13 November 2006

On display

I'm tired of silly articles like this that regard testosterone as a toxin.

You may have seen small children go into shops and grab things that appeal to them. Sometimes they do this in private homes. The lesson that responsible adults should be trying to teach them is: just because something is on display doesn't mean it's on offer.

We live in a society drenched with consumerism and sex. We are constantly told: if you want something, you can go out and get it. Sex can be a commodity in our society to some extent, but that doesn't mean it has to be - and religious organisations should be more helpful in helping people get over this than they have been.

None of the prophets of the great religions just shrug whenever a man caves to his desires, sexual or otherwise. After Hilaly's comments there were a lot of women being offended at being compared to meat, but what about men being compared to animals? The whole idea of religion, any religion, is to help you rise above your basic desires. Whether people lust after cleavage and long legs, cars or bling or drugs or whatever, the lesson should be the same: just because you can see it, and it's enticing, doesn't mean that you can just go and have it. Being a slave to your desires is a poor life, and in realising this, the laws of Australia should be the least of your worries.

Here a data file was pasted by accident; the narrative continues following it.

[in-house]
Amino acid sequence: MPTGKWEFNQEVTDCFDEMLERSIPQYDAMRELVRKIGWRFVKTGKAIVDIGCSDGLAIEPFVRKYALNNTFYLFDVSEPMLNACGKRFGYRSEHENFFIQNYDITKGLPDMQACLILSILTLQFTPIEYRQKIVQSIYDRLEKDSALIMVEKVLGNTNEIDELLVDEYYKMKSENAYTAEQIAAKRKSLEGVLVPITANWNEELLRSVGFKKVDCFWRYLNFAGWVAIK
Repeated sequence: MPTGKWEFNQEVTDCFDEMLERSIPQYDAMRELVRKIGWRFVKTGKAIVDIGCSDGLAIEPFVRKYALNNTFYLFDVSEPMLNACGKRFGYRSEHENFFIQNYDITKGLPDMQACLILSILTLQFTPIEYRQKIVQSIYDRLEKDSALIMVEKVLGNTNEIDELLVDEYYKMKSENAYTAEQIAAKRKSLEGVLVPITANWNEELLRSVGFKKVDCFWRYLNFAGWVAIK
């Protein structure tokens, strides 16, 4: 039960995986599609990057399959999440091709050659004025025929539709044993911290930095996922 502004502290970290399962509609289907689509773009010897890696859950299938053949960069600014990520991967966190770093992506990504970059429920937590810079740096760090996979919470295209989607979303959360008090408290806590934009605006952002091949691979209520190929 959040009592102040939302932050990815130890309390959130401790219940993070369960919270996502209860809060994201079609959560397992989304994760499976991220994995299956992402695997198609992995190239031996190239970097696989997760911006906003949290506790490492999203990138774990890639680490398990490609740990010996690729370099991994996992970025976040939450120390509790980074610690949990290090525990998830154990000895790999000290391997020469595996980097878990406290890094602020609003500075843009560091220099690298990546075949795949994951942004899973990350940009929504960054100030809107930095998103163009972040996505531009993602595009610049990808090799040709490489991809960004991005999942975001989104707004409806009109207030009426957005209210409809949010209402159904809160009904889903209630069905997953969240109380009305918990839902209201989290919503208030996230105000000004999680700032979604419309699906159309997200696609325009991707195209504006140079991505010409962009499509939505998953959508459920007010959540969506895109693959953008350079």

So it is with "provocative dressing". It's one thing to see a woman walking down the street and to be titillated. It's another to think: even though she shows no interest in me, she really does want me to go after her, and that you can have a woman in the same way you can steal property. The man who gives into his desires in this way has failed as a man.

The religious leaders who failed to address this have failed their people. Part of the problem with a commitment to medievalism among the major religions - where nobody has any knowledge not sanctioned by clerical authorities, and where consumerism, sex and other temptations are simply wished away by ritual imprecations - is that they can't help reinforce the strength of character needed to resist the very real temptations we face in various ways. They can't reinforce that strength because that same strength might be used by followers to identify and stand against any clerical measures that go against their faith. They'd rather abandon a few desire-plagued sinners than inspire a bit of self-discipline: the best kind, it beats any other discipline imposed from without.

Nobody dressed "provocatively" in the Middle Ages, so railing against this is part of the retreat of religious leaders from helping people where they're at. It also shows what happens when you exclude women from developing clerical thought, but that's another matter.

No comments:

Post a Comment